Classical Jewish texts assert that Sodom and Gomorrah were destroyed because the inhabitants were generally depraved and uncompromisingly greedy. One rabbinic tradition, says that the Sodomites believed that "what is mine is mine, and what is yours is yours", and understands that as a lack of compassion. Another rabbinic tradition adapts the Greek myth of Procrustes to Sodom, telling of the "bed" that guests were forced to sleep in: if they were too short they were stretched to fit it, and if they were too tall, they were cut up. The Babylonian Talmud (Sanhedrin 109a) provides a number of examples of what the crimes of Sodom were. Their sins had to do with cruelty and greed.
"The men of Sodom waxed haughty only on account of the good which the Holy One, blessed be He, had lavished upon them... They said: 'Since there cometh forth bread out of (our) earth, and it hath the dust of gold, why should we suffer wayfarers, who come to us only to deplete our wealth? Come, let us abolish the practice of traveling in our land.'The Midrash compilation "Pirke de Rabbi Eliezer" offers a number of reasons why the Sodomites were considered evil.
While inhospitality has always been thought to be a sin, it is not generally viewed in Western culture as very serious, unlike almost any sexual sin. It was thought obvious that the supposed homosexual behaviour of the Sodomites was the cause of their demise. Contrariwise, hospitality was considered a major virtue in Biblical semitic culture; and still is, in the Middle East. The great Egyptian theologian Origen, wrote:
"Hear these words, you who close your houses to strangers; hear these words, you who avoid a guest as an enemy. Lot was living in Sodom. We do not read of other good deeds of his. The hospitality alone occuring at that time is mentioned. He escapes the flames, he escapes the conflagration for this reason alone: because he opened his house to strangers. Angels entered the hospitable house; fire entered the houses closed to strangers".Western culture, with its pagan Roman emphasis on "insular family values" knows nothing of this. Moreover, the two Angels who visited Sodom were a manifestation of God [Gen 18:1,16,20-22; 19:1]. Tradition has seen in the Angels an intimation of the persons of the Holy Trinity (it was a group of three Angels that visited Abraham; two of them proceeded to Sodom, while the third stayed behind to have an ethical debate with Abraham). Remember, Abraham was "God's friend", and merited such favourable condescension. Hence, the Sodomites intended (unknowingly) to violate God. Of course, by implication from the teaching of Jesus, to do ill to anyone is to do it to Him [Mat 25:31-46].
It should be mentioned in passing that the request of the Sodomites to "know" the Angels [Gen 19:5] does not necessarily have a sexual meaning. It might signifies something along the lines of "find out who they are: because we believe them to be some kind of alien deities, whose presence in our city offends our gods". There is no doubt a threat of violation, but not necessarily of a sexual nature. The fact that Lot responded by offering his two virgin daughters, for the Sodomites to "do with them as they pleased" does not necessarily mean that he was offering them for rape. They might have been offered to placate the supposed anger of the local deities, aroused by the invasion of their territory by the Angels, by becoming either "temple prostitutes" or human sacrifices; in both case virginity being of particular significance. [Thanks to George Hopper for this point.]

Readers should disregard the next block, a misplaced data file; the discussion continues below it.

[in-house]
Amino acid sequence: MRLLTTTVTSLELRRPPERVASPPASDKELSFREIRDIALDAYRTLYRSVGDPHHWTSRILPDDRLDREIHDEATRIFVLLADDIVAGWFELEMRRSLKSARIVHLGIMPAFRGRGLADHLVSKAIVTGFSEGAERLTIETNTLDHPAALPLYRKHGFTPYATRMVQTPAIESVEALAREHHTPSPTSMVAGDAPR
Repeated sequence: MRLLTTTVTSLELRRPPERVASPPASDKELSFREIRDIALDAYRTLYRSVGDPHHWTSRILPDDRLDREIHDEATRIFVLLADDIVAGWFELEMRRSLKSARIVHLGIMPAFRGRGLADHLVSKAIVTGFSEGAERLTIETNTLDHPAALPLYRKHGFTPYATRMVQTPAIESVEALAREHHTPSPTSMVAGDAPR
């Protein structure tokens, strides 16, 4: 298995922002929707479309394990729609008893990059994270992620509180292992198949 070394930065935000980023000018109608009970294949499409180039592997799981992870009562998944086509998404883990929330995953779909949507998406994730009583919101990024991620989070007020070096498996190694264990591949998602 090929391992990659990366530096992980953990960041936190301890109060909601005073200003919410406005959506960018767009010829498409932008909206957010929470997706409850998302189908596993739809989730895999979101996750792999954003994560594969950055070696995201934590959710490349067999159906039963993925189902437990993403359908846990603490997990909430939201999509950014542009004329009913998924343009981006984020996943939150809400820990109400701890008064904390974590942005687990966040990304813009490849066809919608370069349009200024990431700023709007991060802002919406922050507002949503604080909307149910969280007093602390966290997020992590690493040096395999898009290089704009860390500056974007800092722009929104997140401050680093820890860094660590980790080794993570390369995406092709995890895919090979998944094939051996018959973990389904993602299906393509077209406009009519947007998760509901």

Lot's action shows how important he considered it was to defend the Angels from the assault planned by the Sodomites. Unhappily, it also shows that he thought of his daughters as dispensable commodities! The inhabitants of Sodom rejected the offer. It is unclear whether:
The Biblical contextThe RSV makes the Apostle Jude mention in passing that Sodom and Gomorrah "acted immorally and indulged in unnatural lust" [Jd 7]. This is simply a mistranslation. The Greek is much more specific. It describes Sodom and Gomorrah and the surrounding cities as behaving as (female) whores. It then says, of the cities thus personified (not their individual inhabitants), that they "went behind and sought out improper flesh". There is no use either of the term or idea "unnatural", nor of "lust". In the context, it is pretty clear that the meaning is that "they forsook the One True God, their rightful husband, in favour of idols, committing adultery by consorting improperly with alien gods". Proper flesh for a wife is her husband; improper flesh is her adulterous lover. [Thanks to George Hopper for this point.]
Ezekiel [Ezk 16:43-52] clearly and directly states that the sin of the Sodomites was "not to aid the poor and needy" out of their prosperity. This is in the midst of a grand diatribe against Jerusalem that uses the most extreme language; language which seems more appropriate, in our modern western ears, to a denunciation of lewd living rather than matters of clinical "justice and peace". However it is a common idiom of Scripture to compare idolatry with whoring. The Sodomites are also accused in this passage of "being hauty" and "doing abominable things"; which the context suggests means either idolatry or rampant social injustice, it is not clear which Ezekiel takes the greater exception to!